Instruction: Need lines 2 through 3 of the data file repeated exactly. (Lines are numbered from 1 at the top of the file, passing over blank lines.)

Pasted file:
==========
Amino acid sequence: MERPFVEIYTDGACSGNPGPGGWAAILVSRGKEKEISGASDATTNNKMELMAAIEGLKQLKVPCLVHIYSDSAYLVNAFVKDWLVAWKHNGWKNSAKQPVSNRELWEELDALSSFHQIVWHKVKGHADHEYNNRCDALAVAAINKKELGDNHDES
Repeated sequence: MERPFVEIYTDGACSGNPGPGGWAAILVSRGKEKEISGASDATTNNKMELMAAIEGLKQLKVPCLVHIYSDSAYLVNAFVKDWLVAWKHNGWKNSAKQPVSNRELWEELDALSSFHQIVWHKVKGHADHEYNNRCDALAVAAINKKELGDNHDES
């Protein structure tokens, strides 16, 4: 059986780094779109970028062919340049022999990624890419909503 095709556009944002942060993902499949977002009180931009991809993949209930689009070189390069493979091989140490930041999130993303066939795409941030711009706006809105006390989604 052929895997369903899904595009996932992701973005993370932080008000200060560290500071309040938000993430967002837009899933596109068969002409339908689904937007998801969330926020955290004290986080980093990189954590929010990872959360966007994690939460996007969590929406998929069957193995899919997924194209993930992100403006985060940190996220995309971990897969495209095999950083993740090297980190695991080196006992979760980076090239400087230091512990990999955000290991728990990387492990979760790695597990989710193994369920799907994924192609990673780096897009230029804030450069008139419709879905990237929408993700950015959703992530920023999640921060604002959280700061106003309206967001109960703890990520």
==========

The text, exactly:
Repeated sequence: MERPFVEIYTDGACSGNPGPGGWAAILVSRGKEKEISGASDATTNNKMELMAAIEGLKQLKVPCLVHIYSDSAYLVNAFVKDWLVAWKHNGWKNSAKQPVSNRELWEELDALSSFHQIVWHKVKGHADHEYNNRCDALAVAAINKKELGDNHDES
């Protein structure tokens, strides 16, 4: 059986780094779109970028062919340049022999990624890419909503 095709556009944002942060993902499949977002009180931009991809993949209930689009070189390069493979091989140490930041999130993303066939795409941030711009706006809105006390989604 052929895997369903899904595009996932992701973005993370932080008000200060560290500071309040938000993430967002837009899933596109068969002409339908689904937007998801969330926020955290004290986080980093990189954590929010990872959360966007994690939460996007969590929406998929069957193995899919997924194209993930992100403006985060940190996220995309971990897969495209095999950083993740090297980190695991080196006992979760980076090239400087230091512990990999955000290991728990990387492990979760790695597990989710193994369920799907994924192609990673780096897009230029804030450069008139419709879905990237929408993700950015959703992530920023999640921060604002959280700061106003309206967001109960703890990520």